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Monday, November 12, 2007

Trick Shots: Low Light

Discover how high ISOs can improve the quality of your photographs

The Importance Of Exposure
Exposure is always important when photographing, but it's especially essential when shooting under low-light conditions and high-ISO settings. Underexposed images increase the presence of noise, especially when you attempt to correct for it in Photoshop. Pulling out shadow detail from an underexposed shot often only succeeds in making the presence of noise more obvious.

So, it's important to obtain as accurate an exposure as possible, and few things are better for achieving this than the camera's histogram. This graphic representation of image tonal data, from the brightest white to the darkest black, is a great reference for knowing whether you're risking increased noise because of severely underexposing your images.

To avoid blowing out the highlights, some photographers will lock in a -1⁄3 or -1⁄2 exposure compensation on their camera. This can be a real drawback when shooting under low light at high ISOs, however, resulting in images more underexposed than necessary. By referring to the histogram, you can make a more concise assessment of lighting and exposure, ensuring that you maintain maximum highlight and shadow detail.

For photographing performances, I'll shoot in manual mode. Automatic exposure modes, such as aperture priority and shutter priority, can be unduly influenced by dark and light elements in the frame. This results in shifts of exposure that can diminish image quality. As I'm often photographing scenes in which the background falls into deep black because of light falloff from the stage lights, the camera can be easily fooled into using a longer exposure than is necessary, risking overexposed images. By sticking to manual, I avoid such problems and ensure consistently exposed photographs. If the lighting changes, it's a quick thing to take a test shot, evaluate my histogram and make any necessary adjustments.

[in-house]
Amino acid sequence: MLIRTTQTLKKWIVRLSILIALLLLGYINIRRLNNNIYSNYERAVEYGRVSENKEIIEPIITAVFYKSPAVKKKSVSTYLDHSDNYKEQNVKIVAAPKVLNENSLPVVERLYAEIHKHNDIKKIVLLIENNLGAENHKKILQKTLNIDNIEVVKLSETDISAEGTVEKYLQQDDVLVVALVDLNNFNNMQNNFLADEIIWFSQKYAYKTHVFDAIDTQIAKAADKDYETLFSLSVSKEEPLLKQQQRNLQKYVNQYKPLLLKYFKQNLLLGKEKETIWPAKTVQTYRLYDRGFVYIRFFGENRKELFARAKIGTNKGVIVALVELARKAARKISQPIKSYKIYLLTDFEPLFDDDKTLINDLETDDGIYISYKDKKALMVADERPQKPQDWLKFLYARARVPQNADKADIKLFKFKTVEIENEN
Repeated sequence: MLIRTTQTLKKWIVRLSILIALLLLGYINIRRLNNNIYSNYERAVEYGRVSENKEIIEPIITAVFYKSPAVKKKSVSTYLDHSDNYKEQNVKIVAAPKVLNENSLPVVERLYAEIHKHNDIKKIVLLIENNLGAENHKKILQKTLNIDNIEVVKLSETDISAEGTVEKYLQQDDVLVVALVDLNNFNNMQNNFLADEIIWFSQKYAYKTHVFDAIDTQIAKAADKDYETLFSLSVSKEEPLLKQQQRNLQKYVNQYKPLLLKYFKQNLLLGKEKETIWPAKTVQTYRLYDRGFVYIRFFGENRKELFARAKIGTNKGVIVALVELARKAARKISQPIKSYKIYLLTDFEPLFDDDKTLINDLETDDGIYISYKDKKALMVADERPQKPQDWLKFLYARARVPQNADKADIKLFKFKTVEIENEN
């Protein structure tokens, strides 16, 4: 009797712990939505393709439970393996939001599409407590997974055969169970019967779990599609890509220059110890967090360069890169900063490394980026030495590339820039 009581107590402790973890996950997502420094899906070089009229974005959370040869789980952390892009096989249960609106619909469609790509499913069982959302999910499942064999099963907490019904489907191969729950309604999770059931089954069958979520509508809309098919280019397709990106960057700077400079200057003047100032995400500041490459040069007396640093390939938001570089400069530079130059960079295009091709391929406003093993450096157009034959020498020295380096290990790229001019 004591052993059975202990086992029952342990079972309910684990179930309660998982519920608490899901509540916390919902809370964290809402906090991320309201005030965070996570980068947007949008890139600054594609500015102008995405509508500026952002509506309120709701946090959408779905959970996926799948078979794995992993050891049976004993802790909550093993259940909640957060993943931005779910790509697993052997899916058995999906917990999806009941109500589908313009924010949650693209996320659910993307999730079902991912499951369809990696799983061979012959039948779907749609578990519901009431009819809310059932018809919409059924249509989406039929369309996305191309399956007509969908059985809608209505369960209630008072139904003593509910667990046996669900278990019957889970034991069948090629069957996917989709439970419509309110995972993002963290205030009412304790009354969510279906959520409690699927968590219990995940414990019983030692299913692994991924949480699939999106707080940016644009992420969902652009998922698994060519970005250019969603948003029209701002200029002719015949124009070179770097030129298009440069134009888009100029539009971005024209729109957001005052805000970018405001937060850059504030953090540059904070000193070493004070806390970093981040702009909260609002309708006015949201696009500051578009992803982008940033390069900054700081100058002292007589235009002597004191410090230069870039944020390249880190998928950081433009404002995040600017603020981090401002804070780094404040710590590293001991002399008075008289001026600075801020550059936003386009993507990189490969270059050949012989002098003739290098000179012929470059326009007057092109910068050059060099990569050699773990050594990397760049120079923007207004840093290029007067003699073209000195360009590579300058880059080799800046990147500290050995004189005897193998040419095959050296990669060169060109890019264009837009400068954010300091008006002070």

Exposure is also important if you're shooting time exposures, though you also have the benefit of in-camera noise reduction, which reduces the presence of noise while the sensor remains charged for lengthy periods of time. The drawback is that this requires longer processing times, an issue that's often unacceptable when shooting performances. For nightscapes, however, engaging the camera's noise-reduction feature is a good choice.

Trick Shots: Low LightNoise-Reduction Software
Reducing the presence of noise in digital files after the fact has been made easy by a host of applications, which attempt to strip the noise from the image while maintaining image quality. While Adobe Photoshop and other image editors include some level of noise reduction, there are many third-party plug-ins that offer a myriad of ways of eliminating noise. Alien Skin Image Doctor, Auto FX AutoEye 2.0, Imagenomic Noiseware, Nik Software Dfine and PictureCode Noise Ninja, are just a few of the applications that can evaluate a file and separate noise from the actual image data.

Trick Shots: Low Light These applications often do a remarkable job at reducing noise, but there's often a slight loss in overall sharpness that results. However, all these applications provide fine-tuning features that allow you as the photographer to have complete control over how subtle or aggressive the noise reduction will be.

Though noise is certainly something to be aware of, the benefits of high ISOs can prove worthwhile, especially when it comes down to getting the shot or not.



Adobe (Photoshop)
(800) 833-6687
Alien Skin (Image Doctor)
(888) 921-7546
Auto FX (AutoEye 2.0)
(205) 980-0056
Imagenomic (Noiseware)www.imagenomic.com
Nik Software (Dfine)
(619) 725-3150
PictureCode (Noise Ninja)www.picturecode.com


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